UNITED STATES of America, Plaintiff-Appellee, v. William T. OWENS, Defendant-Appellant.
Appellant William T. Owens appeals his sentence of 60 months imprisonment for conspiracy to commit wire fraud and securities fraud, falsification of financial information filed with the Securities and Exchange Commission, and wire fraud, all in violation of 18 U.S.C. §§ 371, 1350, 1343. The district court imposed sentence after Owens pled guilty for his role in a prominent corporate fraud case, which the district court found resulted in significant monetary losses. Owens asserts that his sentence was unreasonable because, contrary to 18 U.S.C. § 3553(a)(6), the district court did not consider sentences given to other defendants in related proceedings.
“After the district court has accurately calculated the [g]uideline range, it may impose a more severe or more lenient sentence that we review for reasonableness.” United States v. Winingear, 422 F.3d 1241, 1244 (11th Cir.2005) (quotation marks omitted). Such review is deferential, requiring us to “evaluate whether the sentence imposed by the district court fails to achieve the purposes of sentencing as stated in [18 U.S.C.] section 3553(a).” United States v. Talley, 431 F.3d 784, 788 (11th Cir.2005). We have recognized that “there is a range of reasonable sentences from which the district court may choose, and when the district court imposes a sentence within the advisory [g]uidelines range, we ordinarily will expect that choice to be a reasonable one.” Id. Necessarily, there are also “sentences outside the range of reasonableness that do not achieve the purposes of sentencing stated in § 3553(a) and that thus the district court may not impose.” United States v. Martin, 455 F.3d 1227, 1237 (11th Cir.2006).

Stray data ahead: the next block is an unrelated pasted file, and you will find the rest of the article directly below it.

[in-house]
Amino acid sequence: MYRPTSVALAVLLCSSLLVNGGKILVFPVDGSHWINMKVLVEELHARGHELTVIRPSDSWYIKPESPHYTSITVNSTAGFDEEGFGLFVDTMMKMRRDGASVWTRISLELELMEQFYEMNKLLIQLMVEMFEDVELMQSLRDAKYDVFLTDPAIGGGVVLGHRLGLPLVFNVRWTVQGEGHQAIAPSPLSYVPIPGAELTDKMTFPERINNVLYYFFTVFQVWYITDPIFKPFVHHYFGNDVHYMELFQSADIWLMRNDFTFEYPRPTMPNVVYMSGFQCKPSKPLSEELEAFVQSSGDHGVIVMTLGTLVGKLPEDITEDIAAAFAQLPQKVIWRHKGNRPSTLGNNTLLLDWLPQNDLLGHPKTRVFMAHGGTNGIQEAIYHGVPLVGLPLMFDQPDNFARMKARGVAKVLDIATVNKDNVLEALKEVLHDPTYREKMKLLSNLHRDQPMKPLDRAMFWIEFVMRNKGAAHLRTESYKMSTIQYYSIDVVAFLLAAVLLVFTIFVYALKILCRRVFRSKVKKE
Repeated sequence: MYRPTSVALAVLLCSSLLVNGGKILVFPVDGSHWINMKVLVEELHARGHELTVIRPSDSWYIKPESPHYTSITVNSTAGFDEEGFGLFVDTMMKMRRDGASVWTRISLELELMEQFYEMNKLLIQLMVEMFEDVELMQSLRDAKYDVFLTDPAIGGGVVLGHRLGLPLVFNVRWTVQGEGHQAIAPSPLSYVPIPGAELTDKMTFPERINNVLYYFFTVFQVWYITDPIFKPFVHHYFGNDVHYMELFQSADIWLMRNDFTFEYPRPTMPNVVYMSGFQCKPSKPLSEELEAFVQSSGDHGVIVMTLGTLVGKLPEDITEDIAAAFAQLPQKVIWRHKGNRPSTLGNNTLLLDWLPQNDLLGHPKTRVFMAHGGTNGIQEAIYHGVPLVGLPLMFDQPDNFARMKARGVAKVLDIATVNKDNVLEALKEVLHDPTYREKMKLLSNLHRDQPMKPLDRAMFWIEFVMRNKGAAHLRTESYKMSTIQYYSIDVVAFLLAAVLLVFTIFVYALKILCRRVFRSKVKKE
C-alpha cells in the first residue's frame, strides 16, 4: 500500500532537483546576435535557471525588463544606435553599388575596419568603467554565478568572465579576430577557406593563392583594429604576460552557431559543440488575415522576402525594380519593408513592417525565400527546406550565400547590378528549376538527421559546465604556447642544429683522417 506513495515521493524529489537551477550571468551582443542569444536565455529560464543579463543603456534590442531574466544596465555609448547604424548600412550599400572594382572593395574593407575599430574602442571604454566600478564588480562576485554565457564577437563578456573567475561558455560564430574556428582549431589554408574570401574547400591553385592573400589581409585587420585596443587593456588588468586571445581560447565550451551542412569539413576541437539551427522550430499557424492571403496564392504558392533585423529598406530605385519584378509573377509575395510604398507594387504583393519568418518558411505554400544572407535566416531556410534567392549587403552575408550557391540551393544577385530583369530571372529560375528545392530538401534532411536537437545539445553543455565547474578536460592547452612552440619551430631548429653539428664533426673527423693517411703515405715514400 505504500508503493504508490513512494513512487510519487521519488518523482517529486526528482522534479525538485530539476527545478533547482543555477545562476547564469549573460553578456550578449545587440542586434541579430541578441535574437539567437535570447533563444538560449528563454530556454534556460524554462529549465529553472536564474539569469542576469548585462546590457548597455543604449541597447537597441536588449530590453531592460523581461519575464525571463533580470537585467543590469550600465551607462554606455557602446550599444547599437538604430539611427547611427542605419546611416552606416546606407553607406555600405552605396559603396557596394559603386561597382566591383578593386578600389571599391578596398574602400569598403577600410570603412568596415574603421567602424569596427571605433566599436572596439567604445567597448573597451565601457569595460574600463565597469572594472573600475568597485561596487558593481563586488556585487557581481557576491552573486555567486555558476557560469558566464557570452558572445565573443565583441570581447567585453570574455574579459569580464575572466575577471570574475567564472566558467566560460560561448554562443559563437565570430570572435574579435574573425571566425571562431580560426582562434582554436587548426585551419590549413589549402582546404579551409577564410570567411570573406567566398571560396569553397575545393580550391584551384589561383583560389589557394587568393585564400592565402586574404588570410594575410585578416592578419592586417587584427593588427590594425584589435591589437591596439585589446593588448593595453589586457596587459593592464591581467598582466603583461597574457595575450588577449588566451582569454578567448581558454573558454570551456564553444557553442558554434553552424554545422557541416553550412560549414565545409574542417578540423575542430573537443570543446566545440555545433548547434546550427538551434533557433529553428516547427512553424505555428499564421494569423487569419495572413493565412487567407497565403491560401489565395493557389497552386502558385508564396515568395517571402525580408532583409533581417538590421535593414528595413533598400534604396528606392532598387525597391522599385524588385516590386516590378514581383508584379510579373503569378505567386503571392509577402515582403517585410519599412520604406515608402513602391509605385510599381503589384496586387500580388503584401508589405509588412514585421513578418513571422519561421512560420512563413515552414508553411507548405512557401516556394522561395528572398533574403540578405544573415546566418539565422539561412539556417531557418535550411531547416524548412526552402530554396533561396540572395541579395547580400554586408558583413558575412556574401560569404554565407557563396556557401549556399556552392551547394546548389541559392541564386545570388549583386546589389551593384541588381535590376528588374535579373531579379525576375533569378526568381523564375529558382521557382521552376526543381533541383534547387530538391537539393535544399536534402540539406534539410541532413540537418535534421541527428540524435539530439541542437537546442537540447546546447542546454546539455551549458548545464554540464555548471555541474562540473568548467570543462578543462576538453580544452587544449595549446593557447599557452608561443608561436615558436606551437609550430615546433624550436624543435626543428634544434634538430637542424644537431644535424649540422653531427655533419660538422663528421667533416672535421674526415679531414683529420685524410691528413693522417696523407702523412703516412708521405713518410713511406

Post-Booker,1 sentencing requires two steps. Talley, 431 F.3d at 786. First, the district court must consult the guidelines and correctly calculate the sentence range under the guidelines. Id. In this step, pre-Booker standards for reviewing the application of the guidelines still apply. United States v. Crawford, 407 F.3d 1174, 1178 (11th Cir.2005). Second, the court must consider the factors listed in § 3553(a). Talley, 431 F.3d at 786. One of those factors is “the need to avoid unwarranted sentence disparities among defendants with similar records who have been found guilty of similar conduct.” 18 U.S.C. § 3553(a)(6).
That said, “nothing in Booker or elsewhere requires the district court to state on the record that it has explicitly considered each of the § 3553(a) factors or to discuss each of the § 3553(a) factors.” United States v. Scott, 426 F.3d 1324, 1329 (11th Cir.2005). Rather, “an acknowledgment by the district court that it has considered the defendant's arguments and the factors in section 3553(a) is sufficient.” Talley, 431 F.3d at 786.
After a careful review of the record and the briefs of the parties, we find no reversible error.
Neither side in this appeal has alleged that the district court applied the guidelines improperly, and there is no basis for such an argument. See e.g. United States v. Chotas, 968 F.2d 1193, 1197-98 (11th Cir.1992) (disparities between codefendants' sentences is not a proper basis for a departure from the guidelines). Accordingly, we proceed to analyze the total sentence for reasonableness.